Celltrion has emerged as the winner of a bidding war for Japanese pharmaceutical giant Takeda’s primary care business, gaining a foothold to further expand operations in the global market.
The South Korean biopharmaceutical company agreed to buy Takeda’s six over-the-counter (OTC) brands and 12 prescription pharmaceutical assets sold in the Asia-Pacific region for $278 million. This includes $266 million upfront in cash and up to an additional $12 million in potential milestone payments, according to a regulatory filing on June 11.
Celltrion plans to set up a wholly owned subsidiary in Singapore – tentatively called Celltrion AP – that will acquire the assets from Takeda. The acquisition will be funded through a mix of cash on hand and borrowings and is expected to be complete during the fourth quarter of 2020.
The deal has allowed Celltrion to have licenses to operate in nine Asia-Pacific markets. Apart from the domestic market, the remaining eight markets include Australia, Hong Kong, Macau, Malaysia, Philippines, Singapore, Taiwan and Thailand.
Drugs for chronic diseases such as diabetes, hypertension and hyperlipidemia were also among the assets included in the deal. That was part of the reason that several other domestic pharmaceutical companies, including Yungjin Pharm and Dongwha Pharm, that were seeking to expand its product portfolio into this segment had joined in the bidding war last fall.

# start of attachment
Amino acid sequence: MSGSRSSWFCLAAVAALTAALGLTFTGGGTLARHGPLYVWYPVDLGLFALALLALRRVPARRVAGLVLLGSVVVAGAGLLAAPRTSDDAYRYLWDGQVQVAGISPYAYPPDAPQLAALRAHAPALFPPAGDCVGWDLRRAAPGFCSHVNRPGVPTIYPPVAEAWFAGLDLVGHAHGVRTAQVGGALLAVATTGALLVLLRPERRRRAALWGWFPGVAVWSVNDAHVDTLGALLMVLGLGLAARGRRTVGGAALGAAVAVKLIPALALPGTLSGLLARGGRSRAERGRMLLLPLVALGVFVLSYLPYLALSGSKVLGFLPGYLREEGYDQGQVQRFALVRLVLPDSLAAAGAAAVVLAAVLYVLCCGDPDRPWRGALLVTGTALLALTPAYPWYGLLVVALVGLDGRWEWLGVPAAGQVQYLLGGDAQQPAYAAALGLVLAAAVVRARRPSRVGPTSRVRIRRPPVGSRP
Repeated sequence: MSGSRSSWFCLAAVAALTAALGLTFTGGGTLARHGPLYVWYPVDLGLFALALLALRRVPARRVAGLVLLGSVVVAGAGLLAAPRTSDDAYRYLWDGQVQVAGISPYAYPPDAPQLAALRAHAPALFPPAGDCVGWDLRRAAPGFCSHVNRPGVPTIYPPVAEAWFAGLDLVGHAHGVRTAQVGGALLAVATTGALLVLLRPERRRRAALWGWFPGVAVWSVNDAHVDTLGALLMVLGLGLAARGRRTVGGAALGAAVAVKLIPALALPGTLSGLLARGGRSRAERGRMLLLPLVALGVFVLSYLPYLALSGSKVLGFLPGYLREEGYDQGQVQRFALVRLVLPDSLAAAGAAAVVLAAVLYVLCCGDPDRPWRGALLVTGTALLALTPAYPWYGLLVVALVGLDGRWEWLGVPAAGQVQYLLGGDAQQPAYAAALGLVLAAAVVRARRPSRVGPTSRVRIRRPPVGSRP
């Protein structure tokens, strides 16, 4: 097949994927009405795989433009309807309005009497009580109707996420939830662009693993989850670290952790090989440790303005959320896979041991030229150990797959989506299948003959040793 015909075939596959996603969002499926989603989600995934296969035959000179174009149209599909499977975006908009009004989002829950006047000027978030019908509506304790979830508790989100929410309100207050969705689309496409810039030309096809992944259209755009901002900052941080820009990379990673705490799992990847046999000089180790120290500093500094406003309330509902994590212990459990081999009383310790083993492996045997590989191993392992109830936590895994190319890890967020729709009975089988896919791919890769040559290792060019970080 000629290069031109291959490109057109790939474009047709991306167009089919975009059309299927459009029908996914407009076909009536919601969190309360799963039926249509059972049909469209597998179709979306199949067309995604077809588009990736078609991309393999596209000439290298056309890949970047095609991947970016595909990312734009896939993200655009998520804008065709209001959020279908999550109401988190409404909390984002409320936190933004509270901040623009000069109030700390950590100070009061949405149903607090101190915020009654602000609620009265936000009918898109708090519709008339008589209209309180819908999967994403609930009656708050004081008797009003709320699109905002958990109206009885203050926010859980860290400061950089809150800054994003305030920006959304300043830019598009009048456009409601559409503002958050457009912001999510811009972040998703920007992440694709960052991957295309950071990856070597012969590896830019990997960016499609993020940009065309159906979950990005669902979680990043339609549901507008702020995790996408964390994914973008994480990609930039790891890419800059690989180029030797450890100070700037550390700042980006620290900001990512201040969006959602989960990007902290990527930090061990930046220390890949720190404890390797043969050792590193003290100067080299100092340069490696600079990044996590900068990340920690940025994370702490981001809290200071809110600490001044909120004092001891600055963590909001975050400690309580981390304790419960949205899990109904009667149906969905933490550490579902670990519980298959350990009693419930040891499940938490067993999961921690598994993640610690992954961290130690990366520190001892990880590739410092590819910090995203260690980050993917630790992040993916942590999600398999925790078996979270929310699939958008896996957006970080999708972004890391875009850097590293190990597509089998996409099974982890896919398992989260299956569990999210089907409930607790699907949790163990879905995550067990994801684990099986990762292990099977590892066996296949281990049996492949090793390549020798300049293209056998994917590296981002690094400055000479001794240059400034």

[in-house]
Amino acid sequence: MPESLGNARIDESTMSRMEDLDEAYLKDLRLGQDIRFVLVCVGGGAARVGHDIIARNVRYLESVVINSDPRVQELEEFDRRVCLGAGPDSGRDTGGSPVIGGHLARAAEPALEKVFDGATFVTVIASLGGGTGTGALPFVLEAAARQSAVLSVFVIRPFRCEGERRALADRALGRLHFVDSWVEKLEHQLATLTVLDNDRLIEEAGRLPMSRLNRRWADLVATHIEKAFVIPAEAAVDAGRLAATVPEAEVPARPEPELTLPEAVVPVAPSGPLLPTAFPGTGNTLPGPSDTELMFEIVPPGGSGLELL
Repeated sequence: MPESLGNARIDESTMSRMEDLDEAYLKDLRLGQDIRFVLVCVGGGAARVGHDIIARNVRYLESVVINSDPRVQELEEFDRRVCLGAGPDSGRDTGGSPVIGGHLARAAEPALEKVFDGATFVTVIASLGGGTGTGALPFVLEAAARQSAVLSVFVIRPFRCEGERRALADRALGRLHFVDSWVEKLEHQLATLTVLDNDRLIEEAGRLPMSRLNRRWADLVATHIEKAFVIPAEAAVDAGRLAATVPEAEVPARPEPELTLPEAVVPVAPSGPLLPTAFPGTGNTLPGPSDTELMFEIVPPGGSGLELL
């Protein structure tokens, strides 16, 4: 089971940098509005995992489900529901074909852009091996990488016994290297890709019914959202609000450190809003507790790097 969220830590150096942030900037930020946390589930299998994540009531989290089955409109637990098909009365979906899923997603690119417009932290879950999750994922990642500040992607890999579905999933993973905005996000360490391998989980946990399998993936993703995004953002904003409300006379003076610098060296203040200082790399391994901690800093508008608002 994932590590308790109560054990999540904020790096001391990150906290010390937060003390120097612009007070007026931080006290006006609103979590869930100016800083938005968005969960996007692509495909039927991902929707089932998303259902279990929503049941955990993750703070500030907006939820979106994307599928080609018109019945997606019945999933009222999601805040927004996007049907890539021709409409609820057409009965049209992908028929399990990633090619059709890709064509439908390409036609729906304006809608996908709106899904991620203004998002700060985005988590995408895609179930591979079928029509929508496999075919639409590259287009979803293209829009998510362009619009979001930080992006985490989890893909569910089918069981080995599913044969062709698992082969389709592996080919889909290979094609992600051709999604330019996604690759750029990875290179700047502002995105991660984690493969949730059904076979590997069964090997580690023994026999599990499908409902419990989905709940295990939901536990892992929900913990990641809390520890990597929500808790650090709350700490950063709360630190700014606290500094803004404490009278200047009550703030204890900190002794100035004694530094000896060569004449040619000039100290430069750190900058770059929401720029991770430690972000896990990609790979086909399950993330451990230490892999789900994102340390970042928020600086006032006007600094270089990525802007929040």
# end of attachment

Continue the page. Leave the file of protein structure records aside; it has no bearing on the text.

The majority of the bidders had reportedly offered more than 300 billion won ($248 million) with little difference in their bid prices so the seller would have placed weight on non-price factors, industry watchers said.
“There were rumors that the deal could have fallen through due to a negative impact of Covid-19 but negotiations did continue between the seller and the bidders,” an industry insider said. “Many contenders participated in the bidding with most of them offering more than 300 billion won for the subject assets.”
Celltrion, which pledged to investors more than 2 trillion-won in revenue for this year, is said to have shown strong interest in Takeda’s primary care division for growth. Samil PwC, acting as financial adviser to the company, estimated the division’s value between 295.1 billion won and 391.6 billion won based on a discounted cash flow method.
While offering a competitive price to the seller, Celltrion also suggested more favorable non-price terms to the seller than other contenders, such as keeping full employment of existing workers. This appears to have played a key role in the company winning the deal, industry watchers said. (Reporting by Ar-rum Rho)